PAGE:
Water Management of Your Arena Surface
The Importance of Arena Surface Irrigation
One of the greatest problems facing horse owners and equestrian centres is the management of a dust-free and consistent riding surface which is safe to ride on and promotes health and performance.
Implications of Poor Water Management
Just like other surface components, water is a vital component of an arena footing and needs to be added back in when the surface dries out.
Arena irrigation is so important for a variety of your surface’s properties:
A surface that is lacking moisture may be unstable and inconsistent. Not only does this make the surface less safe to ride on, as it increases the risk of accidents and injuries, but it can actually make a young or nervous horse feel unsure of himself, as we expect them to listen to our aids while also navigating an inconsistent and uncomfortable surface.
Not only does dust look dirty, but it can impede breathing for both horses and riders. A dust-free environment is much healthier for horses and riders and is especially important for those who already suffer from breathing problems. A well-watered arena helps to bind the dust particles to the surface, so it does not become airborne and affect breathing. This tends to be more of an issue with older or particularly fibrous surfaces
When water is added to the arena surface, the material particles absorb the water, causing them to swell and bind to each other. This creates a cushioned effect and allows the surface to absorb some of the impact made by the horse’s hooves, which reduces the impact on both the arena base, as well as the horse’s joints and tendons.
When the surface becomes too dry, the materials start to separate. Arena surfaces are a huge investment, so it is worth putting in the extra effort and resources to keep the materials properly mixed so the surface can work as it was designed to.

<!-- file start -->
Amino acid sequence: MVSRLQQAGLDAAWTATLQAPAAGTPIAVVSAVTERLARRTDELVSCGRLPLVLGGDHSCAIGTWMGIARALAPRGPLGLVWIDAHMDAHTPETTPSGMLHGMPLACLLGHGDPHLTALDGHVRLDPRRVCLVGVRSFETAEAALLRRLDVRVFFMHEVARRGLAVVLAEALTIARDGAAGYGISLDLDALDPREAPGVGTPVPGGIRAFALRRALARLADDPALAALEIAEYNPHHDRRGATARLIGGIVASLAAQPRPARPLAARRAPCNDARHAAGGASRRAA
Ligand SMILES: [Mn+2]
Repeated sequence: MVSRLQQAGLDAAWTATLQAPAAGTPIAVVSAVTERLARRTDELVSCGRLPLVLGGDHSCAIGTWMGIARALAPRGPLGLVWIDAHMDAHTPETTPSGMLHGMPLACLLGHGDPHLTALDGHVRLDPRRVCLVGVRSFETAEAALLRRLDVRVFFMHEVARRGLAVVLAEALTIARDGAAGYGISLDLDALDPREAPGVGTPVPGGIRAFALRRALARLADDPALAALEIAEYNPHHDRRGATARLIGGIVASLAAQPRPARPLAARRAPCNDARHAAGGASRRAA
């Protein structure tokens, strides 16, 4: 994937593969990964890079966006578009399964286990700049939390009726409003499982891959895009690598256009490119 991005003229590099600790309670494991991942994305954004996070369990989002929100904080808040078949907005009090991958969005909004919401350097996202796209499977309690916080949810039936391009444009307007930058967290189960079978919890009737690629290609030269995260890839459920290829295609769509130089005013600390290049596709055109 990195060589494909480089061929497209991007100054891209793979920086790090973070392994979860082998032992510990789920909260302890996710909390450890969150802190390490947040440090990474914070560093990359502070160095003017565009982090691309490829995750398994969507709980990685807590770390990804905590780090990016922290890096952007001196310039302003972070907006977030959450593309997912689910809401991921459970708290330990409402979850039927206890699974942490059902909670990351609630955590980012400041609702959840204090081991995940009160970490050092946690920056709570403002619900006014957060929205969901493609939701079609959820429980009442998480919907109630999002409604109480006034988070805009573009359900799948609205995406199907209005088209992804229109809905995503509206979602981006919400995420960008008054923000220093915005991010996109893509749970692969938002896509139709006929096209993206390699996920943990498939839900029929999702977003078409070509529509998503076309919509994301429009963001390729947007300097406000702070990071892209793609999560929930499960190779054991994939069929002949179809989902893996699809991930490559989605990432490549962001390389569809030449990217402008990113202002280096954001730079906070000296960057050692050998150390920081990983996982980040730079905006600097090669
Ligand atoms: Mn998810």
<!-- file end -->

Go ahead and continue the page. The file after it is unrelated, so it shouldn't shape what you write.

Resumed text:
Riding on a dry surface can also reduce the longevity of the surface, as the hooves break down the materials more easily, so it becomes powdery and therefore more dusty to ride on.
How to Check Water Content
Apart from the obvious tell-tale signs of an under-watered or over-watered arena (such as dust or flooding) the simplest way to check the moisture content of your surface material is to take a handful of the surface and shape it into a ball. If the surface won’t bind together then it is likely to dry, especially if some dust is expelled. On the other hand, if the surface forms a muddy ball then it is too wet.
The surface should stick together so the ball holds its shape, but still be dry enough to crumble.
Management of Water Resources
Despite 70% of our planet being covered in water, only 3% of the world’s water is freshwater, and two-thirds of that is hidden away in frozen glaciers or otherwise unavailable for our use. It is thought that climate change will bring more uncertainty and may present issues in areas that have not yet experienced water scarcity.
Less predictable rainfall will lead to increased drought risk and possible water shortages in the UK, and The Environment Agency’s estimate is that summer rainfall is expected to decrease by approximately 15% by the 2050s in England.
This highlights the requirement for arena irrigation methods that do not waste or demand high volumes of water, so we can create safe areas to ride our horses on while minimising water usage and impact on the environment.
Methods of Arena Irrigation
The aim of arena irrigation is to create even moisture throughout the surface, to maximise safety and performance. This means keeping the water content of your surface constant from top to bottom and side to side.
Note that the best method of arena irrigation will also depend on your surface type. For example, finer surfaces require a gentler application of water.
We have outlined some of the most common arena irrigation systems:
Overland Arena Irrigation System